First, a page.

Food inflation pushes CPI to 8.6pc in June 

Monthly inflation was led by a spike in the prices of wheat/flour, potatoes, pulses, condiments and spices

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ISLAMABAD: The Consumer Price Index (CPI) inflation rate increased to 8.6pc year-on-year in June, the Pakistan Bureau of Statistics said in its monthly report published on Wednesday.

The rate was 8.22pc year-on-year in May.

According to the data, urban CPI accelerated to 7.6pc YoY in June as compared to 7.3pc in May, while rural CPI climbed to 10.0pc YoY when compared with 9.7pc in May. 

This took the FY20 national CPI average to 10.8pc as against 6.8pc in FY19.

As per Intermarket Securities Ltd analysis, the rise in June CPI was primarily led by a jump in food inflation, while both Urban and Rural Core inflation (NFNE) continued to drop. 

Urban core inflation declined to 4.7pc in June vs. 5.4pc in May while rural core inflation declined to 5.8pc YoY vs. 6.4pc in the previous month.

Higher food inflation was led by a spike in prices of wheat/flour, potatoes, pulses, condiments and spices. This was somewhat countered by a decline in tomato and onion prices. This led to a sharp increase in both urban and rural food inflation to 12.9pc YoY and 15.2pc YoY vs. 10.6pc and 12.9pc in May.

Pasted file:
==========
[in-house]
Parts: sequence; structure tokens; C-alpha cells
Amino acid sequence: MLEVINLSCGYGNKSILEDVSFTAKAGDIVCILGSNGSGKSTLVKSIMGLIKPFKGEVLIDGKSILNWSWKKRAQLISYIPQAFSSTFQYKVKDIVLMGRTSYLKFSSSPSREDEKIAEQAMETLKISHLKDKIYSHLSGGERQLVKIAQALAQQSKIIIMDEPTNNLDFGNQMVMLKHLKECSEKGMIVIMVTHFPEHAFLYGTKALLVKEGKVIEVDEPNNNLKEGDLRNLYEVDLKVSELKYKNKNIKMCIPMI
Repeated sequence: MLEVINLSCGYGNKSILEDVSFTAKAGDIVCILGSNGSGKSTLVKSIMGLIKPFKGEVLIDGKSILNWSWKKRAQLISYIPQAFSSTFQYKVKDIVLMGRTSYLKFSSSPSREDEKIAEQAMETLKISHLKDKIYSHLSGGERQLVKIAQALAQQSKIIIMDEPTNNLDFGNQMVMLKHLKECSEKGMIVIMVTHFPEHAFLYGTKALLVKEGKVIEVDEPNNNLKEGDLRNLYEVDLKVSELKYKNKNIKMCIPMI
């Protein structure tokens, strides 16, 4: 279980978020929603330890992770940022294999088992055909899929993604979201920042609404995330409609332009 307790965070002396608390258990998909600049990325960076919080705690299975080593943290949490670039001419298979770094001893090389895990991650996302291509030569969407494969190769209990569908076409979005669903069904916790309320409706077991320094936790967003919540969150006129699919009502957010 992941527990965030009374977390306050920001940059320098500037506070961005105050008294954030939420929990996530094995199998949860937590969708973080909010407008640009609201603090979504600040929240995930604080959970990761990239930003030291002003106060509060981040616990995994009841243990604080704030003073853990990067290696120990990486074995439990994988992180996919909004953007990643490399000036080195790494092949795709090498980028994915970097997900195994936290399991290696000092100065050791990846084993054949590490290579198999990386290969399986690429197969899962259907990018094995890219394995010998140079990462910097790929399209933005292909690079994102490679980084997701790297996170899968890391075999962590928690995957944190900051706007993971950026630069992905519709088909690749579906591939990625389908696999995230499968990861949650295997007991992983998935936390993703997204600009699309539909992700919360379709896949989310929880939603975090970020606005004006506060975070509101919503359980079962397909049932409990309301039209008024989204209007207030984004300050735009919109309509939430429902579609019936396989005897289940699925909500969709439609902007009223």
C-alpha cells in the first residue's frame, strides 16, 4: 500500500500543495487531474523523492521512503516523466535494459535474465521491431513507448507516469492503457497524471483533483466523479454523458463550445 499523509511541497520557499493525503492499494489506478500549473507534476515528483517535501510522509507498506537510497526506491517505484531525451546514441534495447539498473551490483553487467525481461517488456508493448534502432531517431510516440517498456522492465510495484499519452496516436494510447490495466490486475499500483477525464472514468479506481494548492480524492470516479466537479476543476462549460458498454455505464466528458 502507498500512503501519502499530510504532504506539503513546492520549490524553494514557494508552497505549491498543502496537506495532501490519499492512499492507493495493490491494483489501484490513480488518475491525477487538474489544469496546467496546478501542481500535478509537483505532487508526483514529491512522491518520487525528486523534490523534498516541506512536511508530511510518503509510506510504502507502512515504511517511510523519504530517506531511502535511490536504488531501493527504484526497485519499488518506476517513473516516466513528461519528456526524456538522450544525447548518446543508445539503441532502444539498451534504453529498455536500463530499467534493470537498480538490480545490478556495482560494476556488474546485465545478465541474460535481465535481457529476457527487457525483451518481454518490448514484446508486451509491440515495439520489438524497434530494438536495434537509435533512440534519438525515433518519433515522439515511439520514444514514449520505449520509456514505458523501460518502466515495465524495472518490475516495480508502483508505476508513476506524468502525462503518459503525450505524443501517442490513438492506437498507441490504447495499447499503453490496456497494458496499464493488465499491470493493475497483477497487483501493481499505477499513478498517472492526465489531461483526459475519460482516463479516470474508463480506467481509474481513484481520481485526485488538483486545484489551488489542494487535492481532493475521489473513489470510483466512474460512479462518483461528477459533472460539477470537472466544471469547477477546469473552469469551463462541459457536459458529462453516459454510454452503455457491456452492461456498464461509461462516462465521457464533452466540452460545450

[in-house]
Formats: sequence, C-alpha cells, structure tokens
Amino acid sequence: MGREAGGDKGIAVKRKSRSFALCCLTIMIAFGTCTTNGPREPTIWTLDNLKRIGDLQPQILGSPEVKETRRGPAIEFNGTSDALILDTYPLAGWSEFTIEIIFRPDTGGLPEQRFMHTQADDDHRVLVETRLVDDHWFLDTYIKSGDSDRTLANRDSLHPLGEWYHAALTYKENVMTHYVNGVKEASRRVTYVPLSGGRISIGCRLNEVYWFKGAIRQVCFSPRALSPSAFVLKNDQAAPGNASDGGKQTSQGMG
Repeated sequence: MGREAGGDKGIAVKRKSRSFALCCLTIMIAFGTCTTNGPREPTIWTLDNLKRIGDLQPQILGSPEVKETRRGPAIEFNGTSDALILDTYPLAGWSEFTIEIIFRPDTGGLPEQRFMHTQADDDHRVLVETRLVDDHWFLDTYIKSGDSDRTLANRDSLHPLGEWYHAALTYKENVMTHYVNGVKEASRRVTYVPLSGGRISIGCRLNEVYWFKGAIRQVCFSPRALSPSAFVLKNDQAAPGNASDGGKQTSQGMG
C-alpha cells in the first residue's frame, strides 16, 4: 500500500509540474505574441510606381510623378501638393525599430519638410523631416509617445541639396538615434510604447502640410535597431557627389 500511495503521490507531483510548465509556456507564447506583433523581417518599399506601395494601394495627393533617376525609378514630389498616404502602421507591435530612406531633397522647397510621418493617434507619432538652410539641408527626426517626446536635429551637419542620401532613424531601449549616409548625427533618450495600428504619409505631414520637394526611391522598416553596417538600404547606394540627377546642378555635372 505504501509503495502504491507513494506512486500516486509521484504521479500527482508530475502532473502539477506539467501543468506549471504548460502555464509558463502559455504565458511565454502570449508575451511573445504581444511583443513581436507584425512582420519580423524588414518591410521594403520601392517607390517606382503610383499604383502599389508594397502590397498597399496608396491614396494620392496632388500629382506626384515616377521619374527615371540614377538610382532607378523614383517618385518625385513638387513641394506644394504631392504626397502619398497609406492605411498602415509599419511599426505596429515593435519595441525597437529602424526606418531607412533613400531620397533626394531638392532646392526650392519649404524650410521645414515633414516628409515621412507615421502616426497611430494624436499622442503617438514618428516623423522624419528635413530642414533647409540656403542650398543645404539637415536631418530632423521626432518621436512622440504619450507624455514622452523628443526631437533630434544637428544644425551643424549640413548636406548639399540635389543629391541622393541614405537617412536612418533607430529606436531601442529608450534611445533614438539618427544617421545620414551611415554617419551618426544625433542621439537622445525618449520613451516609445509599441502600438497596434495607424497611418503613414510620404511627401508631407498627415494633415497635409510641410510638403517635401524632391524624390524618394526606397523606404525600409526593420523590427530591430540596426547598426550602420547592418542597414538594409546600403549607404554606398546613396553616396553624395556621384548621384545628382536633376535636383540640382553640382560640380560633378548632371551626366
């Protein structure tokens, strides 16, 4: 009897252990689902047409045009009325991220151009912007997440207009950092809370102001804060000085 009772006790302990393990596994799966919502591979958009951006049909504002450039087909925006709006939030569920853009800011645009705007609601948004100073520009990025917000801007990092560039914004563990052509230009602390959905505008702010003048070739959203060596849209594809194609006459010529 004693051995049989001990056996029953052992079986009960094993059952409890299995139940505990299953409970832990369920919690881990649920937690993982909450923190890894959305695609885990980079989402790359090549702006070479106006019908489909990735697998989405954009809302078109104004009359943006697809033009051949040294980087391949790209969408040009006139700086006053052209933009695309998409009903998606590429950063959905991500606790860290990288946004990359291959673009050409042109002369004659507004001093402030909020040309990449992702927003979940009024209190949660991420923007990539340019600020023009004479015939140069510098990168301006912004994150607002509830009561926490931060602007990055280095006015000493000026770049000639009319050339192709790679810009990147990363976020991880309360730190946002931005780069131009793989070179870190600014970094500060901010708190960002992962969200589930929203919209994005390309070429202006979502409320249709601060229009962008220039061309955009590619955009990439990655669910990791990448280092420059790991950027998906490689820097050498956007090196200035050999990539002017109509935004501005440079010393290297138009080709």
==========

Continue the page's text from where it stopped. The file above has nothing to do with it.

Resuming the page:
The CPI could have been higher if not for a 10.2pc YoY decline in the transport index, which was led by a decline in petrol and LNG prices (urban/rural down 13.0pc/11.5pc YoY).

Inflation in housing & utilities and education indices during the month of June remained modest at 5.8pc and 1.1pc respectively for the urban basket (indicating modest pull from aggregate demand).

“Weak domestic demand is likely to keep inflation lower even if supply-side shocks occur. In the same vein, the SBP has revised its inflation target and expects FY21 NCPI to tread lower than the initial projected range of 7-9pc. 

“While the government’s decision to increase retail fuel prices (by Rs26/litre) may prove inflationary, there are talks of a potential Rs10/litre reversal in the coming days. We estimate that the CPI will rise by 1ppt as a result of the increase in petrol prices, all else the same,” said an Intermarket Securities report.

Explaining the reasons behind controlled inflation in 2020, sources said that the government recently took various steps to control the inflation rate like against hoarders and providing maximum relief to the public through various packages, including subsidised on the selling of goods at utility stores etc. The incumbent government, after the emergence of the Covid-19 pandemic, had also taken several policy, administrative and relief measures to help bring down inflation to single-digit. The rate had fallen to 8.2pc in May, which fourth successive month showing a decline.

The government also announced an economic relief and stimulus package and reduced rates of petroleum products in March, April, May, and June, sources said. 

Moreover, the fall in global commodities prices — palm and soybean oil prices; vegetable oils and sugar; prices of all major cereals except for rice and wheat, soya and rapeseed oil prices helped inflation to remain under control. Similarly, the demand for imported skimmed milk powder and whole milk powder also dampened considerably.

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